HONG KONG/LONDON – Global shares extended a recent rally on Thursday while safe-haven bonds and currencies eased as markets welcomed signs that the Omicron variant of COVID-19 might be less severe than feared, as well as robust US economic data.

The STOXX index of Europe's 600 largest shares rose 0.3 percent, following earlier gains in Asia. Japan's Nikkei gained 0.57 percent and MSCI's broadest index of Asia-Pacific shares outside Japan rose 0.8 percent.

It put stock markets on course for a third successive day of gains as they recovered from a jolt on Monday when worries about the new coronavirus variant pushed investors to safe-haven assets like the greenback.

"The recent health data from the UK and other places around the world indicate that the worst case is unlikely: even though (Omicron) transmission rates are reportedly higher, this variant seems less virulent and less prone to cause serious illnesses or death," said David Chao, global market strategist Asia Pacific at Invesco.

The risk of needing to stay in hospital for patients with the Omicron variant of COVID-19 is 40-45 percent lower than for patients with the Delta variant, according to research by London's Imperial College published on Wednesday. 

European government bond yields continued to tick up as the trickle of risk sentiment flowing back into the market reduced the need for safe-haven debt. Germany's 10-year Bund yields hit -0.284 percent, their highest since late November.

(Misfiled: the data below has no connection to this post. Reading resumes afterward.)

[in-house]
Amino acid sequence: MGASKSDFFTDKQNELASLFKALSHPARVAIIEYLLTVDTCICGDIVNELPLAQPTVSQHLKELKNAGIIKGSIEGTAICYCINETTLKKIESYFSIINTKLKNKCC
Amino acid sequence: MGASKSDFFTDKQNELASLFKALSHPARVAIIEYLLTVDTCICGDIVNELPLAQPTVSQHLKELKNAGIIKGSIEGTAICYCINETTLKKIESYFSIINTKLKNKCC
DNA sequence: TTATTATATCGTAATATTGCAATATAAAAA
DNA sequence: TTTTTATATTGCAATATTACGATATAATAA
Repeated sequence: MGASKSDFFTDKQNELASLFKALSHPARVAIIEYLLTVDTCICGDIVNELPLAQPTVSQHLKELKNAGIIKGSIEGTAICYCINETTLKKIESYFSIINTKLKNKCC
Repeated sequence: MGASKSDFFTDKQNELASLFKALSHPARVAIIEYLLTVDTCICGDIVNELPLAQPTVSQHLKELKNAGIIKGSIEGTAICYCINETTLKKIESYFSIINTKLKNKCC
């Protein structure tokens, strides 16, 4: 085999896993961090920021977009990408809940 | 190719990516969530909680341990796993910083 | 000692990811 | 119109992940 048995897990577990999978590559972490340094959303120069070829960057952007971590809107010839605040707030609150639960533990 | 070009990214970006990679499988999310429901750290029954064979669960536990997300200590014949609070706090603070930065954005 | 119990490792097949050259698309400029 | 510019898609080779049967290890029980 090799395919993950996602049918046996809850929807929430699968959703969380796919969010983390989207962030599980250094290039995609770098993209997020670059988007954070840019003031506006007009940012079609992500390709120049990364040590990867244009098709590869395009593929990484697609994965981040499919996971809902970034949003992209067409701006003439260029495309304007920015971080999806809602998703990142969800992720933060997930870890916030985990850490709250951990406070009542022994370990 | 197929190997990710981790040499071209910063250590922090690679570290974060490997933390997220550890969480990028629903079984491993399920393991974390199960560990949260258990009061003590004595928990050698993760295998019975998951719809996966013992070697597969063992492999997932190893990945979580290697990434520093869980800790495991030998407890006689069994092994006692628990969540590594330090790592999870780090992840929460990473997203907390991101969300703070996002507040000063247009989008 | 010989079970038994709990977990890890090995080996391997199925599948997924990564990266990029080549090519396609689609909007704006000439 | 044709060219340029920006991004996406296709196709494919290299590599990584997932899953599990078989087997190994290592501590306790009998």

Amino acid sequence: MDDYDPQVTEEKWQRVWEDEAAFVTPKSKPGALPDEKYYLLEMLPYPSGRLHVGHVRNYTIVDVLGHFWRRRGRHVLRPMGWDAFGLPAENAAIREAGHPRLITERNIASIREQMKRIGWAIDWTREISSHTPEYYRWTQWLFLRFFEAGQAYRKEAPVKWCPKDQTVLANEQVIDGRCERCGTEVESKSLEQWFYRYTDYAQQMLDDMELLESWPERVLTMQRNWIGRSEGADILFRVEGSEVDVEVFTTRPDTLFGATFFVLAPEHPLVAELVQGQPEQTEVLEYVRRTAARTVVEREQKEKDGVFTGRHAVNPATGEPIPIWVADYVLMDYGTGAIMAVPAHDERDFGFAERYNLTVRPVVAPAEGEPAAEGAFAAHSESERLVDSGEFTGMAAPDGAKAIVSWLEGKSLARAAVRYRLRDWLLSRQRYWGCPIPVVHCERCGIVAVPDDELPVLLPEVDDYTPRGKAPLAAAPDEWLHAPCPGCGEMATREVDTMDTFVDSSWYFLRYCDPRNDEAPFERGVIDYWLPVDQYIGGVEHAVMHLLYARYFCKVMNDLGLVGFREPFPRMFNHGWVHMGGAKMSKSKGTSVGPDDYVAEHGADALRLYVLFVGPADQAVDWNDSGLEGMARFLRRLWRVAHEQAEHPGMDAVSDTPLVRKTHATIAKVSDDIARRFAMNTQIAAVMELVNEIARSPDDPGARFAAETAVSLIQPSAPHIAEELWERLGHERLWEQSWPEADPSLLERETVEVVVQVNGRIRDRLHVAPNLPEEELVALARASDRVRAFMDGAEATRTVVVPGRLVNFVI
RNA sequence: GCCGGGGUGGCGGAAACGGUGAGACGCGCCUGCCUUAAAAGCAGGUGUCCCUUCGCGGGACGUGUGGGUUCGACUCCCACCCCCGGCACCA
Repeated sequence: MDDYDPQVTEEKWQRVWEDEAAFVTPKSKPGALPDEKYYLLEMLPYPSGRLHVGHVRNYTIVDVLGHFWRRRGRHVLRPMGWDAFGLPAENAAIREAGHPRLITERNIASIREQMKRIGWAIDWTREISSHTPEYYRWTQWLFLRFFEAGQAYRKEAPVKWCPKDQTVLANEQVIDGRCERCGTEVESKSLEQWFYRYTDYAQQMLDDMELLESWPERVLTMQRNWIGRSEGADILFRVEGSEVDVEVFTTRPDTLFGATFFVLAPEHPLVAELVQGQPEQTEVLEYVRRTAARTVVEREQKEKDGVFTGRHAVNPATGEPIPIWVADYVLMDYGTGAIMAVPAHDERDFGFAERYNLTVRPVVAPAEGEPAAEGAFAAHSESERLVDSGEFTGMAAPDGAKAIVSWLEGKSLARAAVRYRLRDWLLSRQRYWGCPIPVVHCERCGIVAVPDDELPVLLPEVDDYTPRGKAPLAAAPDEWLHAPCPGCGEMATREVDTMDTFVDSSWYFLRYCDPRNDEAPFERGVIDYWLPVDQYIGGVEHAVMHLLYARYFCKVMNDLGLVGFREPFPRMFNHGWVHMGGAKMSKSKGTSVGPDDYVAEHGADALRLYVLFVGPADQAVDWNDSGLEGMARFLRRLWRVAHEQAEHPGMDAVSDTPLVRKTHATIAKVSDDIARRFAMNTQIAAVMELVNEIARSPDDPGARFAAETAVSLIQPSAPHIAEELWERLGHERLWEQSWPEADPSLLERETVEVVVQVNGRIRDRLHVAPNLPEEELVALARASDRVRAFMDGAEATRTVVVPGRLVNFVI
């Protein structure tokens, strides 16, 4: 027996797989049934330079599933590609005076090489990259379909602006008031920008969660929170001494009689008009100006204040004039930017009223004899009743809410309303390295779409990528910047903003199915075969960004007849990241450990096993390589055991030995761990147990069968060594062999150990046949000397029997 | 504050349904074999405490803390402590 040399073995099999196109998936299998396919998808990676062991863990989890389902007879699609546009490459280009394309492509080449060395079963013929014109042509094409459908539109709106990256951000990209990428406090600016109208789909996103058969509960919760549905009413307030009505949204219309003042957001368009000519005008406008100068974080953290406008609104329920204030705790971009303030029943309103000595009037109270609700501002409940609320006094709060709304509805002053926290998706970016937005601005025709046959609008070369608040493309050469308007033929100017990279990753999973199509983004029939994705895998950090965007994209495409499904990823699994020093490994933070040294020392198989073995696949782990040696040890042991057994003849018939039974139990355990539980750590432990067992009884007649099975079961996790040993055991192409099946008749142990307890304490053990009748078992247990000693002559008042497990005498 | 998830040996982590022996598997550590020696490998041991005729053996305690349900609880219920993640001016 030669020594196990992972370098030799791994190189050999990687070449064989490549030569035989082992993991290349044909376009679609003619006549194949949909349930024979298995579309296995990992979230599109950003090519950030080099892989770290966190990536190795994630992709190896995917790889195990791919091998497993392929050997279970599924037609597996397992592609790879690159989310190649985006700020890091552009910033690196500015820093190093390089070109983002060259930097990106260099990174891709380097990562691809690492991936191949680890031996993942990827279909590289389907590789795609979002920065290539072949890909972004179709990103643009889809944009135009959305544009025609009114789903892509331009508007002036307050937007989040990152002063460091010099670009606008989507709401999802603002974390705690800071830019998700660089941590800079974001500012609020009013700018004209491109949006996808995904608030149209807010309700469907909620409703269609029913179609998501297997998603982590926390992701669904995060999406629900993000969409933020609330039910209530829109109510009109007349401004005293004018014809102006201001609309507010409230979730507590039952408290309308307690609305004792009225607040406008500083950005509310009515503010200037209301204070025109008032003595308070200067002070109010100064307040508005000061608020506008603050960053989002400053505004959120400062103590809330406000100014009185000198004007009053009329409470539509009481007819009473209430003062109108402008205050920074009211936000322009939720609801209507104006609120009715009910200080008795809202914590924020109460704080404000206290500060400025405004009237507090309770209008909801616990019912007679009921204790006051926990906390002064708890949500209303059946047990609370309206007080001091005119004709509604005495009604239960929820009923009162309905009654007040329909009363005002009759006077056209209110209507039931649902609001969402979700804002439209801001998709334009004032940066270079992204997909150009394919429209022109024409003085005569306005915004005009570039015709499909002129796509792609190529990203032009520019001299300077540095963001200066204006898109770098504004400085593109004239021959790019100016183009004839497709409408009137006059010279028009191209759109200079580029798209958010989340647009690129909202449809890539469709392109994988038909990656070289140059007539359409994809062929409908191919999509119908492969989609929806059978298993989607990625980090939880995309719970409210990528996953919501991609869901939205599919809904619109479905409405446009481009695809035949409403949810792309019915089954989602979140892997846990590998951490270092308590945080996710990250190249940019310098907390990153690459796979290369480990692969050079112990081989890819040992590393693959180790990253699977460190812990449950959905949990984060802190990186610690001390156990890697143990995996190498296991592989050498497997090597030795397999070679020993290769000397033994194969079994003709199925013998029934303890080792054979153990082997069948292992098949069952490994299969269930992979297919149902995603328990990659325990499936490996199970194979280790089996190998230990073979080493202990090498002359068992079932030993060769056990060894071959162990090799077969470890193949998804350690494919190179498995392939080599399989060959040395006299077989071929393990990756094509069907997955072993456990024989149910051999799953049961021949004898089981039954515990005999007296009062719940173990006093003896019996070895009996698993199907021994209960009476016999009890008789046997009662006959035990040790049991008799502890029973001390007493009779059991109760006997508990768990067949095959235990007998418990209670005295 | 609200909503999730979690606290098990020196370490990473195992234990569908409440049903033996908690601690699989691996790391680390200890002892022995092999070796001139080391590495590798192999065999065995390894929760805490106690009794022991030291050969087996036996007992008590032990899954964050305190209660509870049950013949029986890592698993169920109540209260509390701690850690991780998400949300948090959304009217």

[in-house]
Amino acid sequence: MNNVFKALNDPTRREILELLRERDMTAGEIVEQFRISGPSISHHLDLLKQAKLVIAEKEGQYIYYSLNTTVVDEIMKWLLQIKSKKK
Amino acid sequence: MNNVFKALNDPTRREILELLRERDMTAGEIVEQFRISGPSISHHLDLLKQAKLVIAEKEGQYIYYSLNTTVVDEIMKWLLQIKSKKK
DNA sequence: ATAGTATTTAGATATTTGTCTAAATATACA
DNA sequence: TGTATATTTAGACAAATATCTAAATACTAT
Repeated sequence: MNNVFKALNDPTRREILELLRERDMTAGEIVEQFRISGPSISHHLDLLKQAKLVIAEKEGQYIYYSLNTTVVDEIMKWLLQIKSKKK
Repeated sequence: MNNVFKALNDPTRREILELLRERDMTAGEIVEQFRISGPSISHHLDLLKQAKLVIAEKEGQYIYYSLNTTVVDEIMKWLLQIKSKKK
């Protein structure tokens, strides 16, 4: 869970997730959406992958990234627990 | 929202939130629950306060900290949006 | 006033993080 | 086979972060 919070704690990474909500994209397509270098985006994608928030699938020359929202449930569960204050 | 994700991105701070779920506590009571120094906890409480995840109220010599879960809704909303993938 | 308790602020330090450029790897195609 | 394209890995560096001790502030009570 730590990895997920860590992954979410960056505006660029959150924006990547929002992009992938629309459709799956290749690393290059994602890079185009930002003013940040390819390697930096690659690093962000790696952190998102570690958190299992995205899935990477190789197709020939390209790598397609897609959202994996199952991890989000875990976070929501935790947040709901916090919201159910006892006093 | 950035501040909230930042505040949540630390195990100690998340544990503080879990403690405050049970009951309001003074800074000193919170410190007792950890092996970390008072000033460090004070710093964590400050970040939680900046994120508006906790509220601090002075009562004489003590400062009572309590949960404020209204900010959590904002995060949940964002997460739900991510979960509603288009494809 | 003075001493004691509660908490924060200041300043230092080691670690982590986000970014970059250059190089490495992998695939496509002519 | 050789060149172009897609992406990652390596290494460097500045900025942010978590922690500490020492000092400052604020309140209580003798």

Italian 10-year bonds likewise hit a one-month high in early trading.

Improving confidence

Meanwhile the main US benchmarks ended higher overnight after data showed US consumer confidence improved further in December, and the White House said it was resuming talks on a massive social spending and climate change bill with holdout senator Joe Manchin. 

While markets on both sides of the Pacific have risen this week, MSCI's broad Asian benchmark's gains began after they hit this year's low on Monday, while US benchmarks are in sight of last month's record highs.

Strong economic growth in the United States have driven investment away from Asia.

In currency markets, in line with the 'risk-on' mood, the dollar index dropped to as low as 96.018, its lowest since Dec 17, before recovering slightly to 96.128.

The dollar's recent losses have been fairly broad-based; the euro has gained for the last four sessions, and the Australian dollar – often seen as proxy for risk appetite – is up 1.2 percent on the week.

The yield on benchmark 10-year Treasury notes was last at 1.4618 percent, in the middle of its recent range.

Oil prices seesawed early on Thursday. Brent crude futures and US West Texas Intermediate (WTI) crude futures edged down 0.25 percent, after posting gains earlier in the day, as rising travel curbs in countries including China and Australia sapped optimism generated by some positive Omicron news.

Spot gold rose 0.17 percent to 1,806 an ounce, helped by the softer dollar.